RAIL NETWORK South Africa has “an enormous rail network”, with State-owned freight utility Transnet having a route network of 23 000 k
Third-party access to the rail networks in South Africa will help to not only revitalise the rail industry but also have a ripple effect in ensuring job creation and economic growth, says local industry body African Rail Industry Association (ARIA) chairperson James Holley.
South Africa has “an enormous rail network”, with State-owned freight utility Transnet having a route network of 23 000 km, he adds.
ARIA conducted a study on the capacity use of the local network. Aside from 7% of the network being used to transport iron-ore and coal, the majority of the remaining 93% is used less than 30% in terms of capacity, says ARIA CEO Mesela Nhlapo.
“There is, therefore, a huge amount of capacity for us as private operators to layer on extra trains.”
Using this capacity ensures job creation, as more freight on trains means that more capacity will be required in terms of locomotives and wagons; more train capacity will also create more local manufacturing opportunities to assemble the locomotives and manufacture the wagons.
“It's likely that the locomotives will be assembled in South Africa because it makes sense to assemble these big, heavy machines here.”
With more customers entering the sector, the rail netwroks will also need service parts, ultimately creating knock-on benefits for rail industry participants in the rail supplier value chain, adds Holley.
Moreover, operators will also need to expand their ranks significantly in terms of drivers and maintenance technicians, and then administration, creating even more job opportunities.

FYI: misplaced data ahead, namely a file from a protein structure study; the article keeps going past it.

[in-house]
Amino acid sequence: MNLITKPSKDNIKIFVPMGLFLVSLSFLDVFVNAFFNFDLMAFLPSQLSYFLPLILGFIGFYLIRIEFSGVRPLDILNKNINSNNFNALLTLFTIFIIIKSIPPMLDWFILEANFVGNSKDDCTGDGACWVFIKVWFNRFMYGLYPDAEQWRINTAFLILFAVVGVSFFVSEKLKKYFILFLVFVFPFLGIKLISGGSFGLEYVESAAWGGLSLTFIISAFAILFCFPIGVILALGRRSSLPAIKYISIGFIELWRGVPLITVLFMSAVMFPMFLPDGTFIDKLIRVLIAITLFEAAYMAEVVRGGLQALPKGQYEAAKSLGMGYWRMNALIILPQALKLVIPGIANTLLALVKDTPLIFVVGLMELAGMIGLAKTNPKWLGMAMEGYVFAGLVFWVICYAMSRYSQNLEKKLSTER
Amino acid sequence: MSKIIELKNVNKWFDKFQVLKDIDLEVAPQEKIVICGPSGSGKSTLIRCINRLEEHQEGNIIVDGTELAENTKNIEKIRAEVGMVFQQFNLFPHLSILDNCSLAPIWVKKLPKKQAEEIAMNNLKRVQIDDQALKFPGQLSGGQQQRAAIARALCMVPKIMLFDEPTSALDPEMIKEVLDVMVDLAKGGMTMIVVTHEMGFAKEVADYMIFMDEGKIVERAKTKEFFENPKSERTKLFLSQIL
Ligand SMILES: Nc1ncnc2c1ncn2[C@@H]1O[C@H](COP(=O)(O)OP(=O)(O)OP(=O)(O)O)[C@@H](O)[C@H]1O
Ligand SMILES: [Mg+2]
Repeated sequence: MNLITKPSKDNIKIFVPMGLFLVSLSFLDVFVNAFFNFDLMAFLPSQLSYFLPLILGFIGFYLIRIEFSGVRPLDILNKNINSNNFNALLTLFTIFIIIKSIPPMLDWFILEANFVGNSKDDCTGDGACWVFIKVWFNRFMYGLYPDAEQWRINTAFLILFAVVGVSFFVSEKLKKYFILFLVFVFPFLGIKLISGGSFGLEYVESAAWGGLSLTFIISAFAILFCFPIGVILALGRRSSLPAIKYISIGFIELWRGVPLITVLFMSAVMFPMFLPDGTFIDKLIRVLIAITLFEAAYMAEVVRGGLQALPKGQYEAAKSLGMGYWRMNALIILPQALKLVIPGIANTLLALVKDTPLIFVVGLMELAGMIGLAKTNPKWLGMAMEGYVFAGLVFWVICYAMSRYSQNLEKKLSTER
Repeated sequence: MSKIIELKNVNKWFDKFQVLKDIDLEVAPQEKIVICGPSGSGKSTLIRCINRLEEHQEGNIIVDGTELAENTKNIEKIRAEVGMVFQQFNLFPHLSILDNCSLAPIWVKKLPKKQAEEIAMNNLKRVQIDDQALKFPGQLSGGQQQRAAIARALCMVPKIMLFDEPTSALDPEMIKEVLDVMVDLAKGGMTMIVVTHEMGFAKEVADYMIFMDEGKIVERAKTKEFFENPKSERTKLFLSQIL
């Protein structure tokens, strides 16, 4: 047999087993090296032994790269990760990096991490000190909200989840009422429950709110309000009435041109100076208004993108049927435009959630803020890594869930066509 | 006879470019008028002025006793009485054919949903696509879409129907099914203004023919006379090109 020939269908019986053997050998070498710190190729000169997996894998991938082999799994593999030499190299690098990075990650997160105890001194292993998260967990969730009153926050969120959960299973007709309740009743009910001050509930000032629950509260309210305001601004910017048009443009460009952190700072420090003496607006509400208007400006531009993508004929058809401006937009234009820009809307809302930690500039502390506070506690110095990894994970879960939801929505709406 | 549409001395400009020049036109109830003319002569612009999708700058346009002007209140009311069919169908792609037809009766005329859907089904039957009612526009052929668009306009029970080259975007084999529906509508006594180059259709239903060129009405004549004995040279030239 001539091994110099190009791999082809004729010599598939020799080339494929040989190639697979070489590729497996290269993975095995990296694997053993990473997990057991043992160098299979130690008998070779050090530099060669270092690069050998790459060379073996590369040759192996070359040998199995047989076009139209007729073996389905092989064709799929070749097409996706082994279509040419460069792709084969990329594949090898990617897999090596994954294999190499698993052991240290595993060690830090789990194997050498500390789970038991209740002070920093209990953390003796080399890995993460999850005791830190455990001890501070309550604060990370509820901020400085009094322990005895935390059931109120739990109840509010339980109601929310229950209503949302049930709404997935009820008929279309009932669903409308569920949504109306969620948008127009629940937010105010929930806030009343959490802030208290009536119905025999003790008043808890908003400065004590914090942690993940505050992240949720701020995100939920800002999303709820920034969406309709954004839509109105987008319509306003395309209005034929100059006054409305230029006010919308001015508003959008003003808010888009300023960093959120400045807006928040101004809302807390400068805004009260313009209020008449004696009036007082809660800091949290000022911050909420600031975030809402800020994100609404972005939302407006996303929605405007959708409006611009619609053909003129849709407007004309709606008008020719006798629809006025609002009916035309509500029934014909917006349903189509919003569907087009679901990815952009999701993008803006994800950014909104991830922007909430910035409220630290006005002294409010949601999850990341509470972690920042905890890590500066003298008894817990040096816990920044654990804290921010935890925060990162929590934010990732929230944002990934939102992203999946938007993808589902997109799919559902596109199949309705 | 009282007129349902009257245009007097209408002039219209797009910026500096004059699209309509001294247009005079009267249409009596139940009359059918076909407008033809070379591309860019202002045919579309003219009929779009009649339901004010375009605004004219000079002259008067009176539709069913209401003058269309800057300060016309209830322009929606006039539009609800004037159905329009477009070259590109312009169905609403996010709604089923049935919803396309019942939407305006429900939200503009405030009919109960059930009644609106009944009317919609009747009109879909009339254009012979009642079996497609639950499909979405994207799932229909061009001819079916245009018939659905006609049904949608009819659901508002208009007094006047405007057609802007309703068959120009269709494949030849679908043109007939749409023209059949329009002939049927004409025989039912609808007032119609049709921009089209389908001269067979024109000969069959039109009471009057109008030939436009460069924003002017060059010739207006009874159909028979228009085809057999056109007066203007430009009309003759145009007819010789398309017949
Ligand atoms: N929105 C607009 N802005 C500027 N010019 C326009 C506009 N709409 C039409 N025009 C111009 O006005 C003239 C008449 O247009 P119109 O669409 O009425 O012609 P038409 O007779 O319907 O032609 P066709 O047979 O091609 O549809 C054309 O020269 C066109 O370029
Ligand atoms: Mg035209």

“I do expect that it's going to be a sustainable programme, not a big lump programme that comes to an end, but a programme from a number of different operators that continues for years to come.”
Further, opening South Africa's rail network to private fee-paying operators creates a cost-effective gateway into Africa for local goods through the African Continental Free Trade Area, says Holley.
“By opening South Africa up to third-party operators, our regional partners will have the rights to operate in South Africa as long as they are cleared by the rail safety regulator and if they have an access agreement with Transnet,” he explains.
ARIA believes that by opening South Africa up to third-party operators and regional partners it is going to be “extremely pro-growth”.
Moreover, using rail is more beneficial compared to using road, owing to rail goods often being precleared and bonded goods, which means there are no border delays and, consequently, fewer time constraints, compared to using trucks.
Third-party rail network access would also make South Africa internationally competitive, as certain freight groups believe that rail is a more effective mode of transport then road, says Holley.
For example, when automobile and commercial vehicle manufacturer Ford announced the expansion of the Silverton plant, it mentioned creating a rail superhighway between Port Elizabeth, in the Strunway district, and Silverton.
“The company said this rail superhighway needed to be created because globally, [Ford] product moves on rail, but in South Africa, it's moving on road, which renders [the company] uncompetitive with the other Ford plants globally against whom it competes for capital. [The superhighway is also needed] to expand operations and continue manufacturing.”
That competitiveness, in which logistics is at the heart of any economy, makes structural reform important for the competitiveness of the upstream economy, adds Holley.
He concludes that “there is no doubt that for any industry whose freight is rail centric that this third-party rail reform will enhance the competitiveness of the offering of the South African economy”.